Comparative Example Nos. C5 and C7 were cut by a die cutting process, with no organic coating composition deposited on the cut edge surfaces. Example Nos. 6 and 8 were cut by the fluid jet cutting process whereby the pressurized fluid stream simultaneously cut the fibrous mat and deposited an organic coating composition on the cut edge surfaces. The generation of airborne fibers during the cutting process was evaluated. The results are shown in Table 2 below.

TABLE 2
Example Organic content Airborne fibers
C5   0% 8650
6 1.15% 2150
C7 5800
8 1900

As Table 2 shows, the cutting fibrous substrates (Comparative Example Nos. C5 and C7) with traditional die cutting techniques results in the generation of a large amount of airborne fibers. By contrast, the fibrous mat of Example No. 6 cut by the fluid jet cutting process in which a coating is simultaneously deposited on the cut edge surfaces reduces airborne fiber generation to less than 25% of the fibers generated by die cutting Comparative Example No. C5.

Example Nos. C7 and 8 would not be expected release fibers, as they are fibrous mats processed with a binder to hold the fibers in place. Fluid jet cutting the fibrous mat of Example No. 8, however, results in a reduction in airborne fiber generation to 33% of the airborne fibers generated by die cutting the fibrous mat of Example No. C7. The results of the airborne fiber generation testing for Examples Nos. C7 and 8 demonstrates the advantage of depositing an edge treatment of a coating on binder-containing mats that would otherwise not be expected to release fibers.

The precision of the fluid jet cutting process was evaluated by analyzing the cut fibrous mat samples. 100 fibrous mat samples comprising a mat sold by Unifrax Corporation under the designation CC-MAX 8 HP were cut using the fluid jet cutting apparatus and process. The mounting mats were cut in a manner to provide a mat having a mating tab and slot arrangement. The width of the tab and slot on each cut fibrous mat was measured. The measurements of the cut fibrous mats indicate that the variation between the tab and slot width were 0.5 mm or less. These results demonstrate that the fluid jet cutting process provides fibrous mat structures having precise, clean cuts that are at least as precise as those attainable by traditional die cutting of fibrous mats. Accordingly, the fluid jet cutting process can be used to achieve precise cuts to meet predetermined application tolerances, with the added benefit of reduced airborne fiber generation.

According to the above examples, the fluid jet cutting process was used to cut a fibrous material article comprising alumino-silicate fibers. It should be noted, however, that the fluid jet cutting process may be used to cut fibrous material articles containing any type of inorganic fibers including, without limitation, alumina fibers, alumina-silica-magnesia fibers, calcia-magnesia-silica fibers, magnesia-silica fibers, calcia-alumina fibers, E-glass fibers, S-glass fibers, mineral wool fibers, mixtures thereof, and the like.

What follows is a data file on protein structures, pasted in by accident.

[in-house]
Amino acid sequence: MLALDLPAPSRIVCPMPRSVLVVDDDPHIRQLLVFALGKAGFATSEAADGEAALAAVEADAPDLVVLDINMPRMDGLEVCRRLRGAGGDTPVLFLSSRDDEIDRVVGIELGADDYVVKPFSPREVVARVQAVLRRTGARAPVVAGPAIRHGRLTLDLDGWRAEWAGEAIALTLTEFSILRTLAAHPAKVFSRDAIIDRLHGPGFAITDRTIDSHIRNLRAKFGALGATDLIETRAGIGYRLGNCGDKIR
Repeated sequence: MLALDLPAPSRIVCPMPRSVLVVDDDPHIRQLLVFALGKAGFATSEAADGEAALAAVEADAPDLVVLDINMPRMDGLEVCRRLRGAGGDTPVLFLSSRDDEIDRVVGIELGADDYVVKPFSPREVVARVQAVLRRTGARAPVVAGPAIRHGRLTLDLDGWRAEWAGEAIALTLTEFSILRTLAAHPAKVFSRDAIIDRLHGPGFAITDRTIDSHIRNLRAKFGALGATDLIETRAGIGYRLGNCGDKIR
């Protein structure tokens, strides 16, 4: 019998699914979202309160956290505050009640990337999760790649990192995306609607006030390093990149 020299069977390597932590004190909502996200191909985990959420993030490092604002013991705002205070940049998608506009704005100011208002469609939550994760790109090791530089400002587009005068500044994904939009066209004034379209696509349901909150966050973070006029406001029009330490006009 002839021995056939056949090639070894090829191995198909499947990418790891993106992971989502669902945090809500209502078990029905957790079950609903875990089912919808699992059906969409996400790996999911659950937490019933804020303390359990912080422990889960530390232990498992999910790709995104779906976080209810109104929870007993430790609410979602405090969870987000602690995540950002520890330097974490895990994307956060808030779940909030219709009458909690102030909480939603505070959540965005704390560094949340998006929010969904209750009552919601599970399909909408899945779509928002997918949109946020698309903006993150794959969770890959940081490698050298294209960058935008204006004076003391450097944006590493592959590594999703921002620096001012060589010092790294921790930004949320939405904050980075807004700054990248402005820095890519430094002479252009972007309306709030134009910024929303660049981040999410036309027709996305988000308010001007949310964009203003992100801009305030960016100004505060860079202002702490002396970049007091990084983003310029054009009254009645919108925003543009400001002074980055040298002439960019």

The process may also be utilized to simultaneously cut a fibrous material article and deposit an a desired agent or material, other than a sealing coating, on at least a portion of the fibrous material article being cut by the fluid jet stream. By way of illustration, and not in limitation, a material such as a colorant or dye, may be included in the fluid jet stream and simultaneously deposited on a portion of a fibrous material article as the article is cut by the fluid jet stream. According to other embodiments, an adhesive may be deposited on the cut edge surfaces by the fluid jet cutting process. The incorporation of a colorant or dye will enable the subsequent identification of the fibrous material article.

While the fluid jet cutting process has been described above in connection with certain illustrative embodiments, it is to be understood that other similar embodiments may be used or modifications and additions may be made to the described embodiments for performing the same function of the process without deviating therefrom. Further, all embodiments disclosed are not necessarily in the alternative, as various embodiments may be combined to provide the desired characteristics. Variations can be made by one having ordinary skill in the art without departing from the spirit and scope of the invention. Therefore, the process should not be limited to any single embodiment, but rather construed in breadth and scope in accordance with the recitation of the attached claims

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Referenced by
Citing PatentFiling datePublication dateApplicantTitle
US8517083Dec 15, 2008Aug 27, 2013Refractory Specialties, IncorporatedSystem, apparatus and method for manufacturing metal ingots
US20090155539 *Dec 15, 2008Jun 18, 2009Douglas BracherSystem, apparatus and method for manufacturing metal ingots
Classifications
U.S. Classification422/179, 29/890
International ClassificationB01D50/00
Cooperative ClassificationY10T83/364, Y10T83/0591, B26D7/34, B26D7/08, B26F3/004, Y10T29/49345, F01N3/2853
European ClassificationB26F3/00C, B26D7/34, B26D7/08